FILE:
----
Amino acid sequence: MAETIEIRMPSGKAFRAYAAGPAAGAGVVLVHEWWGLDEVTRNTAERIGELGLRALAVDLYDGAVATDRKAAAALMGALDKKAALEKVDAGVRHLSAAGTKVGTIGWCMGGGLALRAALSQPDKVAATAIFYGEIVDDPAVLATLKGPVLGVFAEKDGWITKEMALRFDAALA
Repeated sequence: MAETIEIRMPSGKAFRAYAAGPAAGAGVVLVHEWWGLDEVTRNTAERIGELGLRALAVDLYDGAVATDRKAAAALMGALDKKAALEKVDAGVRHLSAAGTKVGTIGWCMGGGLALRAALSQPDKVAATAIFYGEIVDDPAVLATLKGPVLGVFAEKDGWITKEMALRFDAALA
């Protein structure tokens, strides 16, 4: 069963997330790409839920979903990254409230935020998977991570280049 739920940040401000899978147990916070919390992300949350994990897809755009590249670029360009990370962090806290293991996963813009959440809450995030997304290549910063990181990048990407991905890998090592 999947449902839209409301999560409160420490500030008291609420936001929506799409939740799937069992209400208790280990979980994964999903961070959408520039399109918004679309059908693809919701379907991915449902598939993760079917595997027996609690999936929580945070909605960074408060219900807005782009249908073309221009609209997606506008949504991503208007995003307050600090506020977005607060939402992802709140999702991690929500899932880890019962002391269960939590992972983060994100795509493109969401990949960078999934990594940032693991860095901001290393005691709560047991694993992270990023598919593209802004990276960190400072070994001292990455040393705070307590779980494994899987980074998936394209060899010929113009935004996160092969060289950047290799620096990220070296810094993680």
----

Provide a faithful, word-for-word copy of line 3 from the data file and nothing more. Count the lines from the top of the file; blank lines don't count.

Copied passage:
């Protein structure tokens, strides 16, 4: 069963997330790409839920979903990254409230935020998977991570280049 739920940040401000899978147990916070919390992300949350994990897809755009590249670029360009990370962090806290293991996963813009959440809450995030997304290549910063990181990048990407991905890998090592 999947449902839209409301999560409160420490500030008291609420936001929506799409939740799937069992209400208790280990979980994964999903961070959408520039399109918004679309059908693809919701379907991915449902598939993760079917595997027996609690999936929580945070909605960074408060219900807005782009249908073309221009609209997606506008949504991503208007995003307050600090506020977005607060939402992802709140999702991690929500899932880890019962002391269960939590992972983060994100795509493109969401990949960078999934990594940032693991860095901001290393005691709560047991694993992270990023598919593209802004990276960190400072070994001292990455040393705070307590779980494994899987980074998936394209060899010929113009935004996160092969060289950047290799620096990220070296810094993680």